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dc.contributor.advisorCummings, C. Kim (Charles Kim), 1940-
dc.contributor.authorNagler, Sandy
dc.date.accessioned2012-09-28T12:58:53Z
dc.date.available2012-09-28T12:58:53Z
dc.date.issued1994
dc.identifier.urihttp://hdl.handle.net/10920/27643
dc.descriptioniv, 99 p.en_US
dc.description.abstractContemporary Native American Life: it is often hard to identify, much less define. Something about Native America evokes thoughts of simplicity, nature, strong cultural ties, and if nothing else, tradition. While these elements are integral parts of Native American culture, they too often beget sweeping generalizations, oversimplifications, and stereotypes that plague the societal view of American Indians today. The complexities and struggles facing today's Native American tribes are overwhelming, and understandably so; history stores a quagmire of separation, isolation, and bigotry which, in turn, has created a downward spiral pattern of poverty, substance abuse, and depression among the first people of this nation. Yet an unequivocal strength remains in the Native American cultures; despite the societal ills, the remnants of bad blood, wars, and prejudice, things essentially more solid stand. There remain the art, the music, the craftsmanship, the oral literature and tradition, and perhaps most global, the belief in a larger harmony: more expansive than man to man, rather man to nature, incorporating areal "world view." In these political times of ethnic recognition, and breaking of barriers, open minds, animal rights, and preserving and recycling of the environment, the Native cultures of North America stand how they always have: with basic beliefs of respecting, preserving, and nurturing the world around them, and living as one with all that occupy space on earth. Although few characteristic generalizations may be made from tribe to tribe, this idea is perhaps the one that does most justice to the sense of tradition in all Native American cultures. It is not the purpose here to elevate these people to the status of gods; they are not any worse or better than any other race of people, and they do not pretend to be. They were not the first nor the last to endure atrocities because of their color or creed or way of life. And certainly, they have and do make mistakes, commit crimes, and fall prey to evil ways just as all others do. Still, the fact remains that they were robbed of their land, and more importantly, they were robbed of their pride in the way they cared for their earth; they have been repeatedly disrespected as a people ever since. The lack of recognition of the rights of Native Americans and their vast knowledge is a disaster in itself, exemplified by the fact that they have known for centuries what the larger American society is only now discovering as it regrets its pollution, mourns its destroyal of land, and runs from its chemically-caused disease.en_US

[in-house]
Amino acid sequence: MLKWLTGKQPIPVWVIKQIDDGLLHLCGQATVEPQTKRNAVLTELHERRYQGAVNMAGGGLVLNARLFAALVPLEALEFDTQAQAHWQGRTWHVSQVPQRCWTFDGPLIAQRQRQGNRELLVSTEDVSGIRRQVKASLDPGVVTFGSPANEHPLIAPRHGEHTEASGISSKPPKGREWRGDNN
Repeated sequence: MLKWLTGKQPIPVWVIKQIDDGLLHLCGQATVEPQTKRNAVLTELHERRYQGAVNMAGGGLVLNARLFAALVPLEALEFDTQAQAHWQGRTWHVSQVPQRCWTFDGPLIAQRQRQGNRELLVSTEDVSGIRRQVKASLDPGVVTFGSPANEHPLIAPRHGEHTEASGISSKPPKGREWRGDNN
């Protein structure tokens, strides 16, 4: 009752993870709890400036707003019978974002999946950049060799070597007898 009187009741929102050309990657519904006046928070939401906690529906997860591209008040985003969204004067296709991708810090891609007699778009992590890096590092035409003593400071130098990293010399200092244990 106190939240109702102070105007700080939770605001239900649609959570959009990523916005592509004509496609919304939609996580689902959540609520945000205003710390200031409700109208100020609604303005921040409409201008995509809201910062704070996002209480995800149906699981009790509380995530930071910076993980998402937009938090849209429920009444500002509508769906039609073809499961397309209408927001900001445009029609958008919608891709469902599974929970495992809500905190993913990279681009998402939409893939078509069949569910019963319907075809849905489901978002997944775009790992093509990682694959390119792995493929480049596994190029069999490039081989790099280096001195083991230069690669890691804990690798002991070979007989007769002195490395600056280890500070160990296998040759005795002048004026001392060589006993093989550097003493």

dc.format.mimetypeapplication/pdf
dc.language.isoen_USen_US
dc.publisherKalamazoo, Mich. : Kalamazoo College.en_US
dc.relation.ispartofKalamazoo College Anthropology and Sociology Senior Individualized Projects Collection
dc.relation.ispartofseriesSenior Individualized Projects. Anthropology and Sociology.;
dc.rightsU.S. copyright laws protect this material. Commercial use or distribution of this material is not permitted without prior written permission of the copyright holder. All rights reserved.
dc.titleBalancing Present with Past: Contemporary Native American Life as Studies through the Phoenix Indian Centeren_US
dc.typeThesisen_US
KCollege.Access.ContactIf you are not a current Kalamazoo College student, faculty, or staff member, email dspace@kzoo.edu to request access to this thesis.


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    This collection includes Senior Individualized Projects (SIP's) completed in the Anthropology and Sociology Department. Abstracts are generally available to the public, but PDF files are available only to current Kalamazoo College students, faculty, and staff.

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